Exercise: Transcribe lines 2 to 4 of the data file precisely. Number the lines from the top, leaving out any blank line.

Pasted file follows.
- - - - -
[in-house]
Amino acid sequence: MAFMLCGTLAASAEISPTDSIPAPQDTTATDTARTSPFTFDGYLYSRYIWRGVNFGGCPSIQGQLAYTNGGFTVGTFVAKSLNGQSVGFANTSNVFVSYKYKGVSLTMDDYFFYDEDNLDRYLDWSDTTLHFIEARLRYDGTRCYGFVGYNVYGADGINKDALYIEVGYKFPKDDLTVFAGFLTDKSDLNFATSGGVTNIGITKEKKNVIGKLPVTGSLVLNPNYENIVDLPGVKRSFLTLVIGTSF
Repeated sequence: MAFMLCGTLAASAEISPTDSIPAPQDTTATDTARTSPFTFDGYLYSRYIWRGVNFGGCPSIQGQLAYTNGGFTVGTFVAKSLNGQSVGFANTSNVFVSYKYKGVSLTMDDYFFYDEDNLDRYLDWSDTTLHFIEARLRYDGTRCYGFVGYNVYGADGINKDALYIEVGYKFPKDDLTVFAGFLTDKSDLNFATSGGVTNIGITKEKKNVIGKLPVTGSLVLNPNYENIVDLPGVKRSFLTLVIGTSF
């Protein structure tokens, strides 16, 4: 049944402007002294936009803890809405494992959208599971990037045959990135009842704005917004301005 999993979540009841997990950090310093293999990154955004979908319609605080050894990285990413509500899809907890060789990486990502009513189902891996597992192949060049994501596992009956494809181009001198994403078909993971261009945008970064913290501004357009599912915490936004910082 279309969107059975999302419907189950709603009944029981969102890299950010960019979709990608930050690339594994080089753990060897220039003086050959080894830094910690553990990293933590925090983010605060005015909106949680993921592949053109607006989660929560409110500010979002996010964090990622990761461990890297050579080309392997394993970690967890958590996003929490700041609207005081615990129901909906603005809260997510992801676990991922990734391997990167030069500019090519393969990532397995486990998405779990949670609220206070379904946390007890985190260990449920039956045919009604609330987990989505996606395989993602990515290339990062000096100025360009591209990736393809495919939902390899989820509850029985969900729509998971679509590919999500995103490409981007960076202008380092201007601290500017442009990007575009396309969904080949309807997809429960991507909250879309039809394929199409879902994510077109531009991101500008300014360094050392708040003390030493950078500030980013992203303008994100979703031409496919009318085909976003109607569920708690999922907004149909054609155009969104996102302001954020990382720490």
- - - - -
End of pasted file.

Amino acid sequence: MAFMLCGTLAASAEISPTDSIPAPQDTTATDTARTSPFTFDGYLYSRYIWRGVNFGGCPSIQGQLAYTNGGFTVGTFVAKSLNGQSVGFANTSNVFVSYKYKGVSLTMDDYFFYDEDNLDRYLDWSDTTLHFIEARLRYDGTRCYGFVGYNVYGADGINKDALYIEVGYKFPKDDLTVFAGFLTDKSDLNFATSGGVTNIGITKEKKNVIGKLPVTGSLVLNPNYENIVDLPGVKRSFLTLVIGTSF
Repeated sequence: MAFMLCGTLAASAEISPTDSIPAPQDTTATDTARTSPFTFDGYLYSRYIWRGVNFGGCPSIQGQLAYTNGGFTVGTFVAKSLNGQSVGFANTSNVFVSYKYKGVSLTMDDYFFYDEDNLDRYLDWSDTTLHFIEARLRYDGTRCYGFVGYNVYGADGINKDALYIEVGYKFPKDDLTVFAGFLTDKSDLNFATSGGVTNIGITKEKKNVIGKLPVTGSLVLNPNYENIVDLPGVKRSFLTLVIGTSF
């Protein structure tokens, strides 16, 4: 049944402007002294936009803890809405494992959208599971990037045959990135009842704005917004301005 999993979540009841997990950090310093293999990154955004979908319609605080050894990285990413509500899809907890060789990486990502009513189902891996597992192949060049994501596992009956494809181009001198994403078909993971261009945008970064913290501004357009599912915490936004910082 279309969107059975999302419907189950709603009944029981969102890299950010960019979709990608930050690339594994080089753990060897220039003086050959080894830094910690553990990293933590925090983010605060005015909106949680993921592949053109607006989660929560409110500010979002996010964090990622990761461990890297050579080309392997394993970690967890958590996003929490700041609207005081615990129901909906603005809260997510992801676990991922990734391997990167030069500019090519393969990532397995486990998405779990949670609220206070379904946390007890985190260990449920039956045919009604609330987990989505996606395989993602990515290339990062000096100025360009591209990736393809495919939902390899989820509850029985969900729509998971679509590919999500995103490409981007960076202008380092201007601290500017442009990007575009396309969904080949309807997809429960991507909250879309039809394929199409879902994510077109531009991101500008300014360094050392708040003390030493950078500030980013992203303008994100979703031409496919009318085909976003109607569920708690999922907004149909054609155009969104996102302001954020990382720490």